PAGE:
Kristie White’s son was killed in a car accident with an underinsured motorist. He was a passenger in a car driven by his grandmother. The grandmother’s auto insurance policy from State Farm provided underinsured motorist (“UIM”) coverage that would pay “pay damages for bodily injury an insured is legally entitled to collect from the owner or driver of an underinsured motor vehicle.” “Insured” was defined by the policy as being “the person or persons covered by uninsured motor vehicle or underinsured motor vehicle coverages” and included relatives of the persons named in the policy and also “any person entitled to recover damages because of bodily injury to an insured.” Under the Arizona wrongful death statute, A.R.S. § 12-612, White was authorized to bring a wrongful death action. State Farm filed a complaint against White seeking declaratory relief, arguing that under A.R.S. § 20-259.03, only White’s son was entitled to UIM coverage. That statute states that
Notwithstanding any other law, in the case of the death of an insured who is covered under the uninsured and underinsured motorist coverages of a motor vehicle liability policy, recovery for wrongful death is limited to any party who is qualified to bring a wrongful death action pursuant to § 12-612 and who is also a surviving insured under the same coverages of the policy.
The trial court granted summary judgment in State Farm’s favor. White appealed.
The Arizona Court of Appeals reversed. In its appellate answering brief, State Farm had conceded that, if not for A.R.S. § 20-259.03, White’s parents’ insurance policy would have entitled White to receive UIM benefits for her son’s wrongful death. The question before the court, therefore was whether White was “a surviving insured under the same coverages of the policy” within the meaning of A.R.S. § 20-259.03. State Farm argued that the statute only allowed payment of wrongful-death UIM benefits to named insureds and their spouses and that White was not a named insured or a surviving spouse under the policy. The court rejected State Farm’s interpretation of the statute, holding that “§ 20-259.03 does not bar an insurer from paying wrongful-death UIM benefits to anyone other than a named insured. The statute instead allows an insurer to pay wrongful-death UIM benefits to any eligible claimant that the insurer has chosen to define as ‘a surviving insured under the same coverage of the policy,’” and that the policy’s definitions included White. The court rejected State Farm’s argument that a previous case, Bither v. Country Mutual Insurance Company, 226 Ariz. 198, 245 P.3d 883, (App. 2010), compelled judgment in its favor. In Bither, the court of appeals had held that a mother could not receive wrongful-death uninsured motorist (“UM”) benefits after the death of her daughter in a car accident because the mother had not claimed to be “a surviving insured” as defined by the insurance policy at issue in the case. Because the court of appeals had not decided in Bither whether the mother fell within the policy’s definition of “surviving insured,” the court of appeals held that Bither was inapplicable. Thus holding that “§ 20-259.03 does not prohibit an insurer from providing underinsured motorist coverage on the facts presented,” the court reversed and remanded for entry of judgment in favor of White.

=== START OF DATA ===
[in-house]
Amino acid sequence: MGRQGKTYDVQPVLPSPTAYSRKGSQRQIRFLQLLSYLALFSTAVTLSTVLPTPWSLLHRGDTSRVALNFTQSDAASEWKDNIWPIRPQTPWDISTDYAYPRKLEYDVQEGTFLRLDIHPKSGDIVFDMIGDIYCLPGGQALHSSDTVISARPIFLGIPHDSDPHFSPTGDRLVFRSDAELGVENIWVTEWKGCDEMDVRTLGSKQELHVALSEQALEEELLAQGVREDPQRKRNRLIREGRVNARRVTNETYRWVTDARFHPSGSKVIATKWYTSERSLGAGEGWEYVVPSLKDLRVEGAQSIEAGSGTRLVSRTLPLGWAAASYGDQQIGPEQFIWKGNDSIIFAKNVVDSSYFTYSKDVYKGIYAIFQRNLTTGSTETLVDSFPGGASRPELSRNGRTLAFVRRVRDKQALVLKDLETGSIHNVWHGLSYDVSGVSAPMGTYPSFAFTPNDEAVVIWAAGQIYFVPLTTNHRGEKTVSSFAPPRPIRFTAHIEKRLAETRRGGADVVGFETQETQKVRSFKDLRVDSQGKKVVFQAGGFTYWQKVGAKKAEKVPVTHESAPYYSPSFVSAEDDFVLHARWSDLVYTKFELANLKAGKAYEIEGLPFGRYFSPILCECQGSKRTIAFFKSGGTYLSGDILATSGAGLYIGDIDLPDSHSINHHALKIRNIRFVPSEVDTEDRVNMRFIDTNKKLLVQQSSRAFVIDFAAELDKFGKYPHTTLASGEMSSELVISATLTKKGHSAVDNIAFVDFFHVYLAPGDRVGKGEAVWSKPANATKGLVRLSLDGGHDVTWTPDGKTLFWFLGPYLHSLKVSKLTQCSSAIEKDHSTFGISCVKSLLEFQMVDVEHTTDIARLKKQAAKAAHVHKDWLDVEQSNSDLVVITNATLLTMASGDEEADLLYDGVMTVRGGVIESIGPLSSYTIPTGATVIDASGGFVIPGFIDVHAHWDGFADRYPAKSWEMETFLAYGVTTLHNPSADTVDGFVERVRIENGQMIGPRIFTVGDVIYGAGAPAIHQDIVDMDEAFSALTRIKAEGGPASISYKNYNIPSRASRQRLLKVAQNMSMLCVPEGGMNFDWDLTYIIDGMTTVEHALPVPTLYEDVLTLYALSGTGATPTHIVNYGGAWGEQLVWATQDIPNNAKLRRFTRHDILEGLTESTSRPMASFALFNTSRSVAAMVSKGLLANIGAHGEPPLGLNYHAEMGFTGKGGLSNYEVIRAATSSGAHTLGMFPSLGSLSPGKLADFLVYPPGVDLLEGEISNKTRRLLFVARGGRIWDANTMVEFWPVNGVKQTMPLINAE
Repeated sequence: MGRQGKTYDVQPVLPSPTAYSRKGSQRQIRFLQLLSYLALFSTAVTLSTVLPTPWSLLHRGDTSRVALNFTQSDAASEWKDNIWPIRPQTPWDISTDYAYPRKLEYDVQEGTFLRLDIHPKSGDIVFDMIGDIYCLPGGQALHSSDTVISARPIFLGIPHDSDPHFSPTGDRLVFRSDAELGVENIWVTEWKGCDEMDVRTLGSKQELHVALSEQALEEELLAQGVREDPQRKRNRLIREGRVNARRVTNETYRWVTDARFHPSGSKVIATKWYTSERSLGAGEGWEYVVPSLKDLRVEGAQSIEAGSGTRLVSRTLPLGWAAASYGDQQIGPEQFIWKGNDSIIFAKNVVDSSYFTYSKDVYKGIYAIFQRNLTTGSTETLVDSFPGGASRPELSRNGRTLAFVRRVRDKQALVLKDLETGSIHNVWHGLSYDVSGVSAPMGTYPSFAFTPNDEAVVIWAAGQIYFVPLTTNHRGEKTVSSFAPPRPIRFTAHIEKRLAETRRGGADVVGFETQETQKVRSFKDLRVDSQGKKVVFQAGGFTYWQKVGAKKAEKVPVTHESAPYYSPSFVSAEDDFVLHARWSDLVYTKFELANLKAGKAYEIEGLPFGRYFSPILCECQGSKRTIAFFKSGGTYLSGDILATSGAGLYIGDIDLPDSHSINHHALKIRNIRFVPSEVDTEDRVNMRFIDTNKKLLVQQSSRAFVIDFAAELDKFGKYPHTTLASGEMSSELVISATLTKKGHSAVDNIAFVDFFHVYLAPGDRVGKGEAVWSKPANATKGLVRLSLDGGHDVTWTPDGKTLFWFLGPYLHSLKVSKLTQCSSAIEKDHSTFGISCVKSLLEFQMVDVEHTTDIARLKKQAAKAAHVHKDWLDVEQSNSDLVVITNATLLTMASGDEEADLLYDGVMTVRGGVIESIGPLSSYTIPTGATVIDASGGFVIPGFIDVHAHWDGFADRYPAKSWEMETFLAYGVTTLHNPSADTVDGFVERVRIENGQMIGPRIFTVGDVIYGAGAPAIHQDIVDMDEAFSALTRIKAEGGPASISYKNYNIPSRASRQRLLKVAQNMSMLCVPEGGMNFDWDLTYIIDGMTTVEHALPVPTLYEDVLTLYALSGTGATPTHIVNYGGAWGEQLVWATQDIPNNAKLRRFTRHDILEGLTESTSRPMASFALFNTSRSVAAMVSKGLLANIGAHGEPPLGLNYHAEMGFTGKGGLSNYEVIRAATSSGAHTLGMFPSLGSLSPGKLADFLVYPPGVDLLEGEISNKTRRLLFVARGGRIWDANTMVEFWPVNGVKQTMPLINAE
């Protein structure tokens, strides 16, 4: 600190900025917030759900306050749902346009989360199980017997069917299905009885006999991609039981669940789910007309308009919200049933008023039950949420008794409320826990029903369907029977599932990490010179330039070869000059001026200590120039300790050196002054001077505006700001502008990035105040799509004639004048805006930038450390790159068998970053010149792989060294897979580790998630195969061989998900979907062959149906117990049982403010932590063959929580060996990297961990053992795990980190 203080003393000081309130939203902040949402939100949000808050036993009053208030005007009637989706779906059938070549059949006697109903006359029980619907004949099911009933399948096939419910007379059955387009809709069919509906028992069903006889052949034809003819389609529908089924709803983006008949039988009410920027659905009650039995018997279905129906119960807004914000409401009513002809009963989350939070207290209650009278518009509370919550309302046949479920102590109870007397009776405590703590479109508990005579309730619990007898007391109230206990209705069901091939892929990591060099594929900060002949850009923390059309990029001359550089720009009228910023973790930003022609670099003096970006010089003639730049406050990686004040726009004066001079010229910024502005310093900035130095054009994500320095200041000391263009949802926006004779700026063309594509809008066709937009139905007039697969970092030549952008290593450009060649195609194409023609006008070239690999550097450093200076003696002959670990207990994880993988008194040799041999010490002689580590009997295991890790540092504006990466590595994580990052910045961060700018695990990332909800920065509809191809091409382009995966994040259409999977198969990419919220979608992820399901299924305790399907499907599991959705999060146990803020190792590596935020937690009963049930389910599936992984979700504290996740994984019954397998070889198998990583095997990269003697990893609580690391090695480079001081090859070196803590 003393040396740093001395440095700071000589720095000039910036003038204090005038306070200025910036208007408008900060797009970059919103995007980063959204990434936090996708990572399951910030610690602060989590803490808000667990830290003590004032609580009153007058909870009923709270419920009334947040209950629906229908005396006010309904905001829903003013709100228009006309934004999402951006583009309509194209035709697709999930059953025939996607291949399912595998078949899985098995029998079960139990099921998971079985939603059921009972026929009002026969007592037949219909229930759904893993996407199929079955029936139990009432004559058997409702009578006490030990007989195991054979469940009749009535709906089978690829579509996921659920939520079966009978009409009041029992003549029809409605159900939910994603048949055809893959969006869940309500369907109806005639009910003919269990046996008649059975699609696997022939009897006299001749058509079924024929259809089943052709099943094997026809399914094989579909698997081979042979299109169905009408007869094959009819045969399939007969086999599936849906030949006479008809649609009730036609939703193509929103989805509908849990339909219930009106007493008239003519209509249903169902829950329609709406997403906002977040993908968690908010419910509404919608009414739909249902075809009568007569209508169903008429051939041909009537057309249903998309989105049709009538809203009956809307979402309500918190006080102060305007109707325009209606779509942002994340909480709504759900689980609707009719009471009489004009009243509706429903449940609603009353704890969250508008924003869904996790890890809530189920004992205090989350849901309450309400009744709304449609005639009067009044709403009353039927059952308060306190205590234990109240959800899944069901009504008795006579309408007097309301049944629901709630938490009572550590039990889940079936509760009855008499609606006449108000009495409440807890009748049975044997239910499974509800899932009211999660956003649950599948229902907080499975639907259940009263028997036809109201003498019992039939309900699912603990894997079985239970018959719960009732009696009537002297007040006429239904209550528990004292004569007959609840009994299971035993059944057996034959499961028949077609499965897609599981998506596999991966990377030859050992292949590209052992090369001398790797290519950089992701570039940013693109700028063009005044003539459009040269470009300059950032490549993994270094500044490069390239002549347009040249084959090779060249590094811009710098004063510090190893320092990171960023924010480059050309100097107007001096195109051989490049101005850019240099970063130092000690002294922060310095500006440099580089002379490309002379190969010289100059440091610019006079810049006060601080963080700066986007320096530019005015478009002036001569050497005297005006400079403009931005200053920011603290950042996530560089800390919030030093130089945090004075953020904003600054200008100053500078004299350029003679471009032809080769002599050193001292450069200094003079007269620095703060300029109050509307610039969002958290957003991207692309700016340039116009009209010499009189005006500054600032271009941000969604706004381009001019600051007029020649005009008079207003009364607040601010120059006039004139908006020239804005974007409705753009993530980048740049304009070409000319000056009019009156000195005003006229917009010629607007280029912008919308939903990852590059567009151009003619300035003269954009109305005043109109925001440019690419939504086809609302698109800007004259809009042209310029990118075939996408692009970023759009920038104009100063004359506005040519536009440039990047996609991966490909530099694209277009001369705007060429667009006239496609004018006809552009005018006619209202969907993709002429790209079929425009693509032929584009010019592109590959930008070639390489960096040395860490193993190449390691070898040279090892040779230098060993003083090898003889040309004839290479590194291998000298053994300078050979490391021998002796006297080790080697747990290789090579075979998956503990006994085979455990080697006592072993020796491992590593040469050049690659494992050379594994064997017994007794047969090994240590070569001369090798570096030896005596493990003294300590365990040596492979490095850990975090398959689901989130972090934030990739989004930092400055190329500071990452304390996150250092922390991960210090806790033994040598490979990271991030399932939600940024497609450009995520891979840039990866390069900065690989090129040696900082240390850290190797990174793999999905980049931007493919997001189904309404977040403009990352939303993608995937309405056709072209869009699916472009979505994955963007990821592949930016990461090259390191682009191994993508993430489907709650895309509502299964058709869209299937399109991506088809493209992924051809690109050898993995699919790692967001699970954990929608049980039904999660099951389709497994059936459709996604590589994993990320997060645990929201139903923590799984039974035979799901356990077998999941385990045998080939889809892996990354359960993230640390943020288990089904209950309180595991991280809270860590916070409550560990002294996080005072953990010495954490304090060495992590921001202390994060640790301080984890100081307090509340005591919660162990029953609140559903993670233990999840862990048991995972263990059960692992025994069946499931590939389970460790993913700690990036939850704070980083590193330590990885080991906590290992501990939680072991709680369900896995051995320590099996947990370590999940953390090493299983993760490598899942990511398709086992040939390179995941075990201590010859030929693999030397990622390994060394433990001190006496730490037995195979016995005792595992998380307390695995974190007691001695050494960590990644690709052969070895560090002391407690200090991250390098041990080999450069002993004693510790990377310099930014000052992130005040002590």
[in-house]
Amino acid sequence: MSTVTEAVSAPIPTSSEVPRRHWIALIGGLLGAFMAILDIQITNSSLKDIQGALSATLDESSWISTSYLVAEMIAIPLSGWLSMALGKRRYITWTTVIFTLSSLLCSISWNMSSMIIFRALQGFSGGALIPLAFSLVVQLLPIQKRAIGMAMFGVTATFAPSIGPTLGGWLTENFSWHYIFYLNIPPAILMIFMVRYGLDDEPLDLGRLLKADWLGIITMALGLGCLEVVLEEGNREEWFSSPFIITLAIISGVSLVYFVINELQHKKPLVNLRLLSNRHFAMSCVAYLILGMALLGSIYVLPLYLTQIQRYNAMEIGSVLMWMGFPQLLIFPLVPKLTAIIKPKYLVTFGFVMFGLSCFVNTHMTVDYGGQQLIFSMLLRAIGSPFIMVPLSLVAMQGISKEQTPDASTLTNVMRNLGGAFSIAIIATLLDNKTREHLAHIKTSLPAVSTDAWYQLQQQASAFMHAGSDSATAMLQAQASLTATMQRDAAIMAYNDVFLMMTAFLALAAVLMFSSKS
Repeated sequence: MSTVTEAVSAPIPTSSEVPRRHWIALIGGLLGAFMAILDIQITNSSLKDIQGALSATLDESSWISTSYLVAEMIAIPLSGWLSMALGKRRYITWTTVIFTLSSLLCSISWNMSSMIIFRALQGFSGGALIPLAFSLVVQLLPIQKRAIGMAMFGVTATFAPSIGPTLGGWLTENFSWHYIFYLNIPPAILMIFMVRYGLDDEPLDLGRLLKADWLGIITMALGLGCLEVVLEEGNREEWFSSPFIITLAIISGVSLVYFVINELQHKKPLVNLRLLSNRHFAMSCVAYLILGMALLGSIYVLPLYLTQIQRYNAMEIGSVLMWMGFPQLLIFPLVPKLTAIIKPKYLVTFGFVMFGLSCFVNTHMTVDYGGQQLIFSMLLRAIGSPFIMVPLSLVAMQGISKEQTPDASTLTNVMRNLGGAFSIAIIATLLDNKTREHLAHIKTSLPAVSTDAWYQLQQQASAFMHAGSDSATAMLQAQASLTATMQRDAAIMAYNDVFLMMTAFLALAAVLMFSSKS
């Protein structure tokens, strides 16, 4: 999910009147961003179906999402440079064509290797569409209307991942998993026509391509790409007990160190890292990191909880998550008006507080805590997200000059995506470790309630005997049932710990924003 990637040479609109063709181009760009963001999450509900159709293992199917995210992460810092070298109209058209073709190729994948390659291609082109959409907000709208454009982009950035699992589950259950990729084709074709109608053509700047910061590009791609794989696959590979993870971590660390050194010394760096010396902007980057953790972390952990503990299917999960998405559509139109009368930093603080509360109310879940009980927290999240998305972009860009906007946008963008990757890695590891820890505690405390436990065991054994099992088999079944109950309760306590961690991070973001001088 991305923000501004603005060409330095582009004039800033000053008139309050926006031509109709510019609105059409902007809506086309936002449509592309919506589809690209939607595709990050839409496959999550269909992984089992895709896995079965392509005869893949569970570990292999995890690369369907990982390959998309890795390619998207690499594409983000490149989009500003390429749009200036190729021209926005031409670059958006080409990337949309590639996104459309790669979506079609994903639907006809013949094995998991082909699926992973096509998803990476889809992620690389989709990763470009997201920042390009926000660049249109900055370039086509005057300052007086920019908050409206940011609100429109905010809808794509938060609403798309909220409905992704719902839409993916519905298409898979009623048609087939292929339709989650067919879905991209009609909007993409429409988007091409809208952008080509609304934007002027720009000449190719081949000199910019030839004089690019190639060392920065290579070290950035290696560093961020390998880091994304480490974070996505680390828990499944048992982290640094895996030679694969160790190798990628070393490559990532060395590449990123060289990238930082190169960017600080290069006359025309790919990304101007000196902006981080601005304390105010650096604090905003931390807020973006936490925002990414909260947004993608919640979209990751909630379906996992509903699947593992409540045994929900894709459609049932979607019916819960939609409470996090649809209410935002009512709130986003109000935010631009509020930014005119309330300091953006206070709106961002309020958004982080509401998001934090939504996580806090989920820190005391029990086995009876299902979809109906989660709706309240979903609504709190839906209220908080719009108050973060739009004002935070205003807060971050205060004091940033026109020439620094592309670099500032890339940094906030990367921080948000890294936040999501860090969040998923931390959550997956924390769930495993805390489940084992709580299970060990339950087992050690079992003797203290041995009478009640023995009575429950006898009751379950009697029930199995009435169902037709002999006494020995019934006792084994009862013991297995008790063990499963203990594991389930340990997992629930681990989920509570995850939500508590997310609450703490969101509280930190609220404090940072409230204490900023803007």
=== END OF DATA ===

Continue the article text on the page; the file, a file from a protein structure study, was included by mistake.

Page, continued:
Judge Johnsen authored the opinion. Judges Norris and Thompson concurred.
Posted by: James Rogers